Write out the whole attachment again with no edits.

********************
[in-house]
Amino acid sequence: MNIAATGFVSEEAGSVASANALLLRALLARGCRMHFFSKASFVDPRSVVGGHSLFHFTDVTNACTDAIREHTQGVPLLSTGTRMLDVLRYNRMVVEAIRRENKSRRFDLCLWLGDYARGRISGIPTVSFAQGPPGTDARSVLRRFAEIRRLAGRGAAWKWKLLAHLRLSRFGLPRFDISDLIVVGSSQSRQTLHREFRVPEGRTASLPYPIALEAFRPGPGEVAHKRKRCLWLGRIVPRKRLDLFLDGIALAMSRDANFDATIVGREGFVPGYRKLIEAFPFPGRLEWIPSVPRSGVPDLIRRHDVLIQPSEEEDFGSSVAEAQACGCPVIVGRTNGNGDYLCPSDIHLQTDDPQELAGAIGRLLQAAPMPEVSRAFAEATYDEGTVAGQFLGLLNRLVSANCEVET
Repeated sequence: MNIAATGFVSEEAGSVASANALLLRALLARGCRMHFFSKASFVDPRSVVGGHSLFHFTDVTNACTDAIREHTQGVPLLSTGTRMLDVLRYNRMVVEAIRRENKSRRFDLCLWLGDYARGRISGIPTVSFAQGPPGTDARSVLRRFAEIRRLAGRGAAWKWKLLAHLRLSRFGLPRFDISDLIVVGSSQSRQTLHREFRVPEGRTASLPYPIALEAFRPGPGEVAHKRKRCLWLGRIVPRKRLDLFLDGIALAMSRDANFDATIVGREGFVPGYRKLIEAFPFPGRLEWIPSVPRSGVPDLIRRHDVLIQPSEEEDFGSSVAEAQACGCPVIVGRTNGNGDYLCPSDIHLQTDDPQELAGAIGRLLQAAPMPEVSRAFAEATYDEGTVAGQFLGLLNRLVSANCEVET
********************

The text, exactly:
[in-house]
Amino acid sequence: MNIAATGFVSEEAGSVASANALLLRALLARGCRMHFFSKASFVDPRSVVGGHSLFHFTDVTNACTDAIREHTQGVPLLSTGTRMLDVLRYNRMVVEAIRRENKSRRFDLCLWLGDYARGRISGIPTVSFAQGPPGTDARSVLRRFAEIRRLAGRGAAWKWKLLAHLRLSRFGLPRFDISDLIVVGSSQSRQTLHREFRVPEGRTASLPYPIALEAFRPGPGEVAHKRKRCLWLGRIVPRKRLDLFLDGIALAMSRDANFDATIVGREGFVPGYRKLIEAFPFPGRLEWIPSVPRSGVPDLIRRHDVLIQPSEEEDFGSSVAEAQACGCPVIVGRTNGNGDYLCPSDIHLQTDDPQELAGAIGRLLQAAPMPEVSRAFAEATYDEGTVAGQFLGLLNRLVSANCEVET
Repeated sequence: MNIAATGFVSEEAGSVASANALLLRALLARGCRMHFFSKASFVDPRSVVGGHSLFHFTDVTNACTDAIREHTQGVPLLSTGTRMLDVLRYNRMVVEAIRRENKSRRFDLCLWLGDYARGRISGIPTVSFAQGPPGTDARSVLRRFAEIRRLAGRGAAWKWKLLAHLRLSRFGLPRFDISDLIVVGSSQSRQTLHREFRVPEGRTASLPYPIALEAFRPGPGEVAHKRKRCLWLGRIVPRKRLDLFLDGIALAMSRDANFDATIVGREGFVPGYRKLIEAFPFPGRLEWIPSVPRSGVPDLIRRHDVLIQPSEEEDFGSSVAEAQACGCPVIVGRTNGNGDYLCPSDIHLQTDDPQELAGAIGRLLQAAPMPEVSRAFAEATYDEGTVAGQFLGLLNRLVSANCEVET